The CEO of AMC Theaters heaped blame on recent failures (like this summer's King Arthur: Legend of the Sword and Baywatch) for what was a slow quarter at the U.S. box office, especially for the world's largest theater chain. Baywatch performed admirably worldwide with $173 million but was a domestic flop earning just $58 million against a $69 million budget. King Arthur, meanwhile, was a worldwide disaster, earning just $143.4 million globally despite costing $175 million to make.
The domestic box office has slowed considerably since a remarkable surge in March, which happened thanks to bona fide hits like Beauty and the Beast and Logan. But even the summer season has had a downturn since the release of Wonder Woman, with this weekend's projections have the 2017 summer down 8% from 2016. Amid a disappointing quarterly earnings report, AMC Theaters CEO Adam Aron believes he knows what was to blame.
As reported by Variety on Friday, AMC reported a loss of $1.35 per share for the period of April-June. Wall St. was expecting a loss of only 11 cents per share. The stock decline comes after profits of 24 cents per share in the same period last year. In a statement, an "extremely disappointed" Aron posited that blockbuster failures were a major cause of the deep plunge in ticket sales, which happened despite the massive success of Wonder Woman.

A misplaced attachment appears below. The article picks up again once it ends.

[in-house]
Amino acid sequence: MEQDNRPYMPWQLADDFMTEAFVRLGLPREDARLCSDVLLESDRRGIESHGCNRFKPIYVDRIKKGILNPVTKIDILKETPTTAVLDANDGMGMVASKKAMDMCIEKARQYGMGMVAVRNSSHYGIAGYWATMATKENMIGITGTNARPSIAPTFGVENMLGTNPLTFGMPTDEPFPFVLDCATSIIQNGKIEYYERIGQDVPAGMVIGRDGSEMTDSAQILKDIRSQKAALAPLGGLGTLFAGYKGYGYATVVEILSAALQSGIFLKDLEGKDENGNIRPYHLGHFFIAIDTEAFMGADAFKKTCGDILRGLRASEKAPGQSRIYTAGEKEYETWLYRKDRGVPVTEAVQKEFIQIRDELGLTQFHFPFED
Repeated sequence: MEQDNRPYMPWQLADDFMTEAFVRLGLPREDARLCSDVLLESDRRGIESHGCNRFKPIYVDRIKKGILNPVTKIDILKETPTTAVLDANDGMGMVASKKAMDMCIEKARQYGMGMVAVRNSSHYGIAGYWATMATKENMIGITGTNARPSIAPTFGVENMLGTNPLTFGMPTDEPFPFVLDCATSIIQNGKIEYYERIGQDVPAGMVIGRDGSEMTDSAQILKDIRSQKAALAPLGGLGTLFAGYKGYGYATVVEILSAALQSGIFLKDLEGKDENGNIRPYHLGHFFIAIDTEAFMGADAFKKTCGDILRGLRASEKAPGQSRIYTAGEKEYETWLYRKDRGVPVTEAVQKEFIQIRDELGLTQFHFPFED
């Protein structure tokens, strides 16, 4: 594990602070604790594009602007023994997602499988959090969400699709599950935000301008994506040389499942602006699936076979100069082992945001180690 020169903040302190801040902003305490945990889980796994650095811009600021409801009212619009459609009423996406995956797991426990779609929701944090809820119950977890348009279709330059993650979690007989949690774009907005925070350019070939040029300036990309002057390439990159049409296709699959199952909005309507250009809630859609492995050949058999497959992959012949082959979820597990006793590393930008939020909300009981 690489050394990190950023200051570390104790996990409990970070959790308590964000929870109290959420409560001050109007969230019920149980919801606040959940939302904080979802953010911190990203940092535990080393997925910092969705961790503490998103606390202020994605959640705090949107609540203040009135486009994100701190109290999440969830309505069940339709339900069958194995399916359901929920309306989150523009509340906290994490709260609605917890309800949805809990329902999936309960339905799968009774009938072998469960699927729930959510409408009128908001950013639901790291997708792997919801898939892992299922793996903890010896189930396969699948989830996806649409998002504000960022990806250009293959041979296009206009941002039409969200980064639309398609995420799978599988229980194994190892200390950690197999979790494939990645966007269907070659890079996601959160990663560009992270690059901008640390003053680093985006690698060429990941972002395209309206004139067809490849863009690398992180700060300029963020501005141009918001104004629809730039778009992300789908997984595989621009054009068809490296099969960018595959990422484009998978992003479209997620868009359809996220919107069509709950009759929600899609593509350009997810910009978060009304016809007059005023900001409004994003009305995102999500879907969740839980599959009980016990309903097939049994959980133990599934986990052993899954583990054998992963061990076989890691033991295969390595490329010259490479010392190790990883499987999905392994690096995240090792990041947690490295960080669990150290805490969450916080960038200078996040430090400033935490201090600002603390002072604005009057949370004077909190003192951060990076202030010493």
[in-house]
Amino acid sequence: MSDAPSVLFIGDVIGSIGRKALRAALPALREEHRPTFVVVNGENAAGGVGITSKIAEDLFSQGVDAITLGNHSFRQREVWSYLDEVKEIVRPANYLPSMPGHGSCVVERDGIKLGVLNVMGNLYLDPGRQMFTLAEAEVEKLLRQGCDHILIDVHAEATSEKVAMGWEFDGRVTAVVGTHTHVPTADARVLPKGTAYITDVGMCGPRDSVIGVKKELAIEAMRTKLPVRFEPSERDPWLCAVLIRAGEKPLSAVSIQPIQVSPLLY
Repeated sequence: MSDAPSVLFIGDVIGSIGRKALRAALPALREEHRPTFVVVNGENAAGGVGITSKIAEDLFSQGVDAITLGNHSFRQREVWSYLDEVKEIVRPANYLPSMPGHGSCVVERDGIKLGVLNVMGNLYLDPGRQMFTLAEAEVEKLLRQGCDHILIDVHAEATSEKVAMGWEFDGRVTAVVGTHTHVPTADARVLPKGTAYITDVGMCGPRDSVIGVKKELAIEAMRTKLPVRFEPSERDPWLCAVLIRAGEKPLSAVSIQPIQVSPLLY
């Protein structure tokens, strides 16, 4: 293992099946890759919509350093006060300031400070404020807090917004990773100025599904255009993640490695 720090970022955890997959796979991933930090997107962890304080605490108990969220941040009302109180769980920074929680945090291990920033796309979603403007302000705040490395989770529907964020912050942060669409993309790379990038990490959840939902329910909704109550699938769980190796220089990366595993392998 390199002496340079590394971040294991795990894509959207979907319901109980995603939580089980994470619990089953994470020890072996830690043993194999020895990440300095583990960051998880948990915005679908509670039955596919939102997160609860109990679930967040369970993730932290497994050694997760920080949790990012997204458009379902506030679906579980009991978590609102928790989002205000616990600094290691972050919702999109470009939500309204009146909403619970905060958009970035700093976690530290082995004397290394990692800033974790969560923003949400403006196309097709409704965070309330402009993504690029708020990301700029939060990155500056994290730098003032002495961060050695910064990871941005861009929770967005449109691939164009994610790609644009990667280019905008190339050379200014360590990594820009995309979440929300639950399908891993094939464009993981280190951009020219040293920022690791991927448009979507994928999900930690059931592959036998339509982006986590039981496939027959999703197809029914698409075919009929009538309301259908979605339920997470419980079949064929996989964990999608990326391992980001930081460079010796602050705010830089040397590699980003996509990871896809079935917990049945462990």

That said, AMC's reported $1.2 billion revenue only came in a hair below Wall St. expectations of $1.23 billion. The revenue did beat the chain's $764 million last year, but the gains were mostly driven by AMC's acquisition of multiple theater chains in the past year. Aron remains confident that the end of the year will make up for the sunken middle part of the year:
"Consumer demand to ‘go to the movies’ was robust as 2017 started out in the first quarter. And just ahead of us is a strong fourth quarter film slate, that creates the opportunity to lessen the angst surrounding box office weakness industry-wide in the second and third quarters of 2017. As a result, we remain optimistic about our ability to deliver meaningful value to our shareholders both for the balance of 2017 and in the years ahead."
The last quarter of 2017 does have a good chance to see an upward swing at the box office, with Star Wars: The Last Jedi hitting theaters. There's also great potential in upcoming tentpoles like Justice League, Thor: Ragnarok, and Blade Runner 2049. Despite Aron's blame of singular bombs on an industry-wide issue, he has reason to be optimistic that the end-of-year box office will bring another surge.
AMC's stock was reportedly up 2.65% in pre-market trading on Friday, but the company still lost a quarter of its value earlier this week. and despite Aron's salient arguments, the box office problem extends beyond simply one or two disappointing movies. The downturn has stretched into the summer season, leaving the industry depending on a strong close to the year.
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